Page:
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Pessimistic View Of The Ancient Hindus
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The Sermon Of The Inanimate
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Missionary Activity Of The Sixth Patriarch








As we have seen above, the Sixth Patriarch was a great genius, and
may be justly called a born Zen teacher. He was a man of no
erudition, being a poor farmer, who had served under the Fifth
Patriarch as a rice-pounder only for eight months, but he could find
a new meaning in Buddhist terms, and show how to apply it to
practical life. On one occasion, for instance, Fah Tah (Ho-tatsu), a
monk who had read over the Saddharma-pundarika-sutra[FN#46] three
thousand times, visited him to be instructed in Zen. Even if you
read the sutra ten thousand times, said the Sixth Patriarch, who
could never read the text, it will do you no good, if you cannot
grasp the spirit of the sutra. I have simply recited the book,
confessed the monk, as it is written in characters. How could such
a dull fellow as I grasp its spirit? Then recite it once,
responded the master; I shall explain its spirit. Hereupon Fah Tah
began to recite the sutra, and when he read it until the end of the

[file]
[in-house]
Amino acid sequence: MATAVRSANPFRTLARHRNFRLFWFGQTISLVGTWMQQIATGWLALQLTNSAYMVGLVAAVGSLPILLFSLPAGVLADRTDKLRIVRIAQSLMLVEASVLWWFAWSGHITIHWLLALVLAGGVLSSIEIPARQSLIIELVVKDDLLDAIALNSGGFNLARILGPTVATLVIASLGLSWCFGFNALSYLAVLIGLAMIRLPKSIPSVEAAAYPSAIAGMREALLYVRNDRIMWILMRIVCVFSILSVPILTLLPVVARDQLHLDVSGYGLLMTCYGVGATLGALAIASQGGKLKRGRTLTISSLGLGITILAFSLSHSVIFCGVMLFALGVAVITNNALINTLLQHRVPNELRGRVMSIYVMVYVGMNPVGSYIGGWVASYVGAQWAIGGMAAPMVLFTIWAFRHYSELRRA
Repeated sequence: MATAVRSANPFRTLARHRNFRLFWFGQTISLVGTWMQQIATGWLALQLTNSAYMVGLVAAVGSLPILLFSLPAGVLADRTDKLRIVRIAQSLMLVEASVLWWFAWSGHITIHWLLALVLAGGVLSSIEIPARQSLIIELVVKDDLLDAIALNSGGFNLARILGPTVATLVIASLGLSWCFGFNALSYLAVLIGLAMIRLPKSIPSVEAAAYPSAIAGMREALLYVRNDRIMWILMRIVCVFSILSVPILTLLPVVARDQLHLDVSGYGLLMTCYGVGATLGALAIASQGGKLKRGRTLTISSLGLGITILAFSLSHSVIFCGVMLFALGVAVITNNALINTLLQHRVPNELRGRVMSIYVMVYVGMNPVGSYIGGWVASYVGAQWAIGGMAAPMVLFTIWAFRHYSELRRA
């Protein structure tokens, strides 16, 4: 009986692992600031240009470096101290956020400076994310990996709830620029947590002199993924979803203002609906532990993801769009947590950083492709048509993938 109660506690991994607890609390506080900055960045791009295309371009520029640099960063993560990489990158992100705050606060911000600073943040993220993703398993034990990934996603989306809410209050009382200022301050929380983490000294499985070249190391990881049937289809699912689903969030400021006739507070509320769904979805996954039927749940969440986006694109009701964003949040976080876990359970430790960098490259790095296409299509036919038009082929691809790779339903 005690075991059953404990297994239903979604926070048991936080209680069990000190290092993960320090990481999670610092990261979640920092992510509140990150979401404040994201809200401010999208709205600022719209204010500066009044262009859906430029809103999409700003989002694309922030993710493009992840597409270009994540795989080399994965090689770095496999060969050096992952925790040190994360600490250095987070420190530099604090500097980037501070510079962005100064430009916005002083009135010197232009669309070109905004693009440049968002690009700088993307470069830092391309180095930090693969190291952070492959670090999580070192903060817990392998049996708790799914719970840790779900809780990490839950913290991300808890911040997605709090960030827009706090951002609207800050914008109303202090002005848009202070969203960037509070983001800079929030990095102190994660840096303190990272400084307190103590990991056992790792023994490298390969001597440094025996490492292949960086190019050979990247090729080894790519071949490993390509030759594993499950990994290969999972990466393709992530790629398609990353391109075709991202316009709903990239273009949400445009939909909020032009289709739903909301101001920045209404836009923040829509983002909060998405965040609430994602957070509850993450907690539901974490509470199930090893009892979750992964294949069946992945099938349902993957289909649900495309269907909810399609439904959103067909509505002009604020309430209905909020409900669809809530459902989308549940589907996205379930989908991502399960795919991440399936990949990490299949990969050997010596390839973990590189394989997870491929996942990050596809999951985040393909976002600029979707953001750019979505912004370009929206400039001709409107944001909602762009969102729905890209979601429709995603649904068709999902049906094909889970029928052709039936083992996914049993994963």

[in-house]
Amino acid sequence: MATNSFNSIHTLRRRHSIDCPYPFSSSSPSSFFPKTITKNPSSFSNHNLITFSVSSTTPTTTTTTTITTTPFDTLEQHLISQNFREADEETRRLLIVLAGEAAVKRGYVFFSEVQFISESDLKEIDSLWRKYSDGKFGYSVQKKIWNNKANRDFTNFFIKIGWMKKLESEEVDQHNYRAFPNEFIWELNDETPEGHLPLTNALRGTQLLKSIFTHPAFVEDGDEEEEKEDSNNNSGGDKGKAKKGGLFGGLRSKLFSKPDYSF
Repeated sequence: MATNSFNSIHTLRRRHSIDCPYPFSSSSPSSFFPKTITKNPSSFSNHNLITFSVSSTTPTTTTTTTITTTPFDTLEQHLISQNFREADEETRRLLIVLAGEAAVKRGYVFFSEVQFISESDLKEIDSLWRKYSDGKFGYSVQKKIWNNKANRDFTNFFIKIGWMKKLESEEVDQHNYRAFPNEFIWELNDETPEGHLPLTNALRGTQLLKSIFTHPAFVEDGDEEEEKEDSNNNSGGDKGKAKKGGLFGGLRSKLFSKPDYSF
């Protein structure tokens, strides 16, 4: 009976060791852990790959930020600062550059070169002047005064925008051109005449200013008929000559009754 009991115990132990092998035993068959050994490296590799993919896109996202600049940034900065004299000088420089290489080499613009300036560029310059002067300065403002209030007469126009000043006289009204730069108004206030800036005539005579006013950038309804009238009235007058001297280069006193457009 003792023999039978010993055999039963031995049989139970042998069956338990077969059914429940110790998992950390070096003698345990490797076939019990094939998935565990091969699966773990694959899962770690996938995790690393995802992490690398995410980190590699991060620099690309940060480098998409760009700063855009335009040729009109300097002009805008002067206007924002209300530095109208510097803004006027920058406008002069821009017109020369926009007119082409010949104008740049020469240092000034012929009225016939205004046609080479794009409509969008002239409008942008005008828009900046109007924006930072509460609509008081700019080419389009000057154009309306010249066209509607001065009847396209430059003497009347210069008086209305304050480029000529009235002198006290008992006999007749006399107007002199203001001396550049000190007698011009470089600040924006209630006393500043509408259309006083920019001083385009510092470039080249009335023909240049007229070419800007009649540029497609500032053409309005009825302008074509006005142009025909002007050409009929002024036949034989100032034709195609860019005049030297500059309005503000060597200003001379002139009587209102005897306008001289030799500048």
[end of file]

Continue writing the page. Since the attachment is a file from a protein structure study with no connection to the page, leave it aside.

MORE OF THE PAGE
second chapter the teacher stopped him, saying: You may stop there.
Now I know that this sutra was preached to show the so-called
greatest object of Shakya Muni's appearing on earth. That greatest
object was to have all sentient beings Enlightened just as He
Himself. In this way the Sixth Patriarch grasped the essentials of
the Mahayana sutras, and freely made use of them as the explanation
of the practical questions about Zen.


[FN#46] One of the most noted Mahayana sutras, translated by
Dharmaraksa (A.D. 286) and by Kumarajiva (A.D. 406). The reader has
to note that the author states the essential doctrine in the second
chapter. See Sacred Books of the East, vol. xxi., pp. 30-59.






Next: The Disciples Under The Sixth Patriarch

Previous: The Development Of The Southern And Of The Northern School Of Zen



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